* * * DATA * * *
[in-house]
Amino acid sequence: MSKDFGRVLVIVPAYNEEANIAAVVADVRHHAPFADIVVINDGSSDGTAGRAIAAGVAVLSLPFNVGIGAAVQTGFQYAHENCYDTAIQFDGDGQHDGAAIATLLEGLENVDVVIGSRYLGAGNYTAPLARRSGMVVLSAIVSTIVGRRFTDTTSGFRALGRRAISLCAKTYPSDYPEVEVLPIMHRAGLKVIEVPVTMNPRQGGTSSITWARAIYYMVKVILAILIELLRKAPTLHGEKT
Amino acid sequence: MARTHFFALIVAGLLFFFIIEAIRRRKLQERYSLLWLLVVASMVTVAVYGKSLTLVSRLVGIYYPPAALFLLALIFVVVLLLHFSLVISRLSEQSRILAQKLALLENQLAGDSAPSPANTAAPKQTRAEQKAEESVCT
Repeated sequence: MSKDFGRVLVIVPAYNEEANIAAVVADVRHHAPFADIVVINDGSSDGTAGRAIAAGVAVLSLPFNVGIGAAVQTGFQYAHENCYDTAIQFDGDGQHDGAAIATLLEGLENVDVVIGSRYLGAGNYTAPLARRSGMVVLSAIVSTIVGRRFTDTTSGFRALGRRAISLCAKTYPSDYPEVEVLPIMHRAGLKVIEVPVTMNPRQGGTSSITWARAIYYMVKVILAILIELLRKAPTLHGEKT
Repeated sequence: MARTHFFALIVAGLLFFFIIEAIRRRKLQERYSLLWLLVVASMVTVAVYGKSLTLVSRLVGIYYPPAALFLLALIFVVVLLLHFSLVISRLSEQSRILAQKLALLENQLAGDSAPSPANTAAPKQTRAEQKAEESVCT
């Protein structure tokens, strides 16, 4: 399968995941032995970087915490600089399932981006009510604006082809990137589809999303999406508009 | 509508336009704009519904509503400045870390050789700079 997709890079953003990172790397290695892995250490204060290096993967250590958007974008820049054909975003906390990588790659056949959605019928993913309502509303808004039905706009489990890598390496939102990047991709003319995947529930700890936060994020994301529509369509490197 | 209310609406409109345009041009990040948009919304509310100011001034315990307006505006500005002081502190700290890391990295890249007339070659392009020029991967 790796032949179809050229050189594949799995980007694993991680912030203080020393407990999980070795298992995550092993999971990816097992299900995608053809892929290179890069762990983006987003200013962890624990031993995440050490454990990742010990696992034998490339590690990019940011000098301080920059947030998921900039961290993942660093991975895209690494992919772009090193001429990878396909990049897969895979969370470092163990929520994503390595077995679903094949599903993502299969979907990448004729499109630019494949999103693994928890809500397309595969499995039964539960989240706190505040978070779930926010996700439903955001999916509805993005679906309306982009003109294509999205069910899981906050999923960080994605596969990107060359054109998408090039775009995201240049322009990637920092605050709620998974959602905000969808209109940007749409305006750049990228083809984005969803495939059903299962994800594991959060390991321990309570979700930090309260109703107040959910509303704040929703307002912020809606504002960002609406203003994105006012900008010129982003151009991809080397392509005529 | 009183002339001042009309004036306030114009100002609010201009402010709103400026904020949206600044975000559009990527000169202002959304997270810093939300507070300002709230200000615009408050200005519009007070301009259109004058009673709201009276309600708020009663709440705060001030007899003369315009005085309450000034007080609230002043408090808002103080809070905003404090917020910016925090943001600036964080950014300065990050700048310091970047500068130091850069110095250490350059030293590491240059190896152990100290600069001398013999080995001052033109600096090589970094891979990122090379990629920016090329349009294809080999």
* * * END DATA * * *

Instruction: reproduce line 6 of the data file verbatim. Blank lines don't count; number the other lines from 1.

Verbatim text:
């Protein structure tokens, strides 16, 4: 399968995941032995970087915490600089399932981006009510604006082809990137589809999303999406508009 | 509508336009704009519904509503400045870390050789700079 997709890079953003990172790397290695892995250490204060290096993967250590958007974008820049054909975003906390990588790659056949959605019928993913309502509303808004039905706009489990890598390496939102990047991709003319995947529930700890936060994020994301529509369509490197 | 209310609406409109345009041009990040948009919304509310100011001034315990307006505006500005002081502190700290890391990295890249007339070659392009020029991967 790796032949179809050229050189594949799995980007694993991680912030203080020393407990999980070795298992995550092993999971990816097992299900995608053809892929290179890069762990983006987003200013962890624990031993995440050490454990990742010990696992034998490339590690990019940011000098301080920059947030998921900039961290993942660093991975895209690494992919772009090193001429990878396909990049897969895979969370470092163990929520994503390595077995679903094949599903993502299969979907990448004729499109630019494949999103693994928890809500397309595969499995039964539960989240706190505040978070779930926010996700439903955001999916509805993005679906309306982009003109294509999205069910899981906050999923960080994605596969990107060359054109998408090039775009995201240049322009990637920092605050709620998974959602905000969808209109940007749409305006750049990228083809984005969803495939059903299962994800594991959060390991321990309570979700930090309260109703107040959910509303704040929703307002912020809606504002960002609406203003994105006012900008010129982003151009991809080397392509005529 | 009183002339001042009309004036306030114009100002609010201009402010709103400026904020949206600044975000559009990527000169202002959304997270810093939300507070300002709230200000615009408050200005519009007070301009259109004058009673709201009276309600708020009663709440705060001030007899003369315009005085309450000034007080609230002043408090808002103080809070905003404090917020910016925090943001600036964080950014300065990050700048310091970047500068130091850069110095250490350059030293590491240059190896152990100290600069001398013999080995001052033109600096090589970094891979990122090379990629920016090329349009294809080999």